It was only a matter of time. The sauce was always there, seeping into every discussion of this whole genius recipe premise. It might even be the reason we hatched the column at all.
Because all you do is simmer tomatoes for 45 minutes with butter and an onion. The full, true tomato flavor is a revelation in itself -- as is finding out you don't need to cook in all those layers of garlic and herbs and whatnot to get there (and you might even be better off without them).
How fitting that this should come to us from Marcella Hazan -- who, with her husband and writing partner Victor, has been credited with making simple, good Italian food accessible to American cooks ever since the publication of her first cookbook in 1973.
Admittedly, this sauce won't be news to a lot of you. Many of our favorite bloggers already had beautiful epiphanies about it years ago. In fact, we could even play a game: Where were you when Obama was elected? ... When you heard Gourmet was folding? ... When you first tried the sauce?
My initiation came late. It was last August, and my CSA was heaving flats full of bursting yellow tomatoes on us. It was too much. It was glorious. And we're already coming up on that tomato tipping point again.
In a few months, we'll be giving the evil eye to $15/pound heirlooms shipped in from warmer climes -- but as of this moment, the farmers markets around here are fully armed with tomatoes in all colors and sizes. You could run through Union Square, pelting aggressive Greenpeace pamphleteers with warm, delicious rainbow pulp. Or you could leave me with my fantasies and gingerly gather up as many as you can, and turn them into sauce that tastes like pure summer, to stock your freezer and get you through gray months to come.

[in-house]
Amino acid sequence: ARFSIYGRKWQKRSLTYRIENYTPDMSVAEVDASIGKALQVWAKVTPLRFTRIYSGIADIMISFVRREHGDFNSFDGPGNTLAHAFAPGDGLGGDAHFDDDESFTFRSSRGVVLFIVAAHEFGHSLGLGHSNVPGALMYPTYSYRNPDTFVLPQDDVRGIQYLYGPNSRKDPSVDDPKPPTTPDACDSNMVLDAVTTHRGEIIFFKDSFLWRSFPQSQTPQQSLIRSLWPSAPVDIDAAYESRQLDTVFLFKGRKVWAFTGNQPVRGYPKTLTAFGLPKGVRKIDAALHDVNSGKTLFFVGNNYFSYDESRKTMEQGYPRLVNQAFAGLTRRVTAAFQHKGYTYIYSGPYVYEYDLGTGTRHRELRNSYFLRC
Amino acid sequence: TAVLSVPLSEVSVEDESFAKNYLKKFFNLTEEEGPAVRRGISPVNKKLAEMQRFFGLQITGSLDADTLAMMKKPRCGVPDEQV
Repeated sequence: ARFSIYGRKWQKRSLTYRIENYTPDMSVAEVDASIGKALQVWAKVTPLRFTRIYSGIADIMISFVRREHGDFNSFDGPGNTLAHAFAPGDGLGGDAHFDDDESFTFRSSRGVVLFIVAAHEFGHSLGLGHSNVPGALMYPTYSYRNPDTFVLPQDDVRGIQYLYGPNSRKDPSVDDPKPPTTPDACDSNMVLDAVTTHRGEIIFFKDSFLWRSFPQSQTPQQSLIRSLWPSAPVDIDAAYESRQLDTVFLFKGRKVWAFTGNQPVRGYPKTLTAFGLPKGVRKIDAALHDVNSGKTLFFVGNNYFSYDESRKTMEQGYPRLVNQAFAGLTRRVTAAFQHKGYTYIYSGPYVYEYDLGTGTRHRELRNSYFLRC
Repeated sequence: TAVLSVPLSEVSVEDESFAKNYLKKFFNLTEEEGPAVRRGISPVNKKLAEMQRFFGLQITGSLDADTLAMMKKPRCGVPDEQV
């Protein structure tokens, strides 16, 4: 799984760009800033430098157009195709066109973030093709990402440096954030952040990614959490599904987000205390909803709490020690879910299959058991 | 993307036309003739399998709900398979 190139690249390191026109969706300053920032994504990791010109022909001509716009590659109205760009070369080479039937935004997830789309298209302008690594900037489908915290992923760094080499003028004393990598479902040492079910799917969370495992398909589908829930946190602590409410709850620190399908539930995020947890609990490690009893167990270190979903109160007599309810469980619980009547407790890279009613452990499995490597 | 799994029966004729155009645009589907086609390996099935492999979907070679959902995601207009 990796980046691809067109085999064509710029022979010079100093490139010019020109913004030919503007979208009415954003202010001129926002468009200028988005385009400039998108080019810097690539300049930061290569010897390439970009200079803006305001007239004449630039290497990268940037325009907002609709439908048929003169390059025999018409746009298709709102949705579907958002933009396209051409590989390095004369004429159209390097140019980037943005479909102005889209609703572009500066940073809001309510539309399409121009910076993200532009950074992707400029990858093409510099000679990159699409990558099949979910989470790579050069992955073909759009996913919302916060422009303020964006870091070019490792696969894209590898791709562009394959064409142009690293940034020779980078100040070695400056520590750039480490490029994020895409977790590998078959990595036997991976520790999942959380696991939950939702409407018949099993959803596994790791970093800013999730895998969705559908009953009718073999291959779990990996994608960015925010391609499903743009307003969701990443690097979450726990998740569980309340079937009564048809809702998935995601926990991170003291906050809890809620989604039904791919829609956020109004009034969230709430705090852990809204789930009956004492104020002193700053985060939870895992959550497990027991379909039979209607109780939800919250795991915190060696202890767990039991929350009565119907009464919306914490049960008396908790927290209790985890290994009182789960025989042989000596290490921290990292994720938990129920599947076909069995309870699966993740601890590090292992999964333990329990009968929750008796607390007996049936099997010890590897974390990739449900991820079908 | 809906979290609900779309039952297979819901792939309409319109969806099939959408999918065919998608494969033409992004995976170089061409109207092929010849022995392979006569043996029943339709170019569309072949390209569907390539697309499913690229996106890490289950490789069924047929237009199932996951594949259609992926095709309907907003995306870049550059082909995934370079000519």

And to me that's the most exciting thing about the sauce. Most bloggers have zeroed in on the fact that Hazan's recipe is tailor-made for a 28-ounce can of San Marzano tomatoes. It does make an excellent year-round sauce that way and is outrageously convenient. But fresh tomatoes are really just better.
Inevitably, they'll require one extra, rather satisfying step: peeling. There are a few ways you can attack this tomato prep, depending on whether you have a food mill, your disposition toward said food mill, and whether you feel like boiling water or not.
Food mill lovers: 1. Halve tomatoes and warm them briefly in a covered saucepan before passing through a food mill, leaving all the bits and scraps behind.
Food mill haters/abstainers: 2a. Boil the tomatoes for a minute, with an X cut in the bottom if you want to show off. Peel like a slippery banana. Chop rustically.
2b. Newly learned, via David Tanis via The Kitchn: Stick your tomatoes in the freezer. As they freeze, the water in the tomato's network of cells expands and bursts the cell walls -- terrible texture for a caprese salad or pico de gallo, but here they'll be getting broken down into sauce anyway, so that's okay. Then, as they thaw, they get slumpy and the skins slip off easily. No boiling and no food mills!
You then simmer away with the swirling butter and bobbing onion, till "the fat floats free from the tomato" -- which of course you should just stir back in. Then Hazan has you discard the onion, but I think you should actually eat it. Chopped up, it would make a fine relish for a grilled Italian sausage -- a Marcella-worthy hot dog onion sauce.
And the rest, as they say, is just gravy. There, I think I just cured your seasonal affective disorder.
Marcella Hazan's Tomato Sauce with Onion and Butter
Got a genius recipe you'd like to share -- from a classic cookbook, an online source, or anywhere, really? Please send it my way (and tell me what's so smart about it) at [email protected].
Photos by William Brinson (except for author photo of Marcella Hazan).
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I'm an ex-economist, ex-Californian who moved to New York to work in food media in 2007. Dodgy career choices aside, I can't help but apply the rational tendencies of my former life to things like: recipe tweaking, digging up obscure facts about pizza, and deciding how many pastries to put in my purse for "later."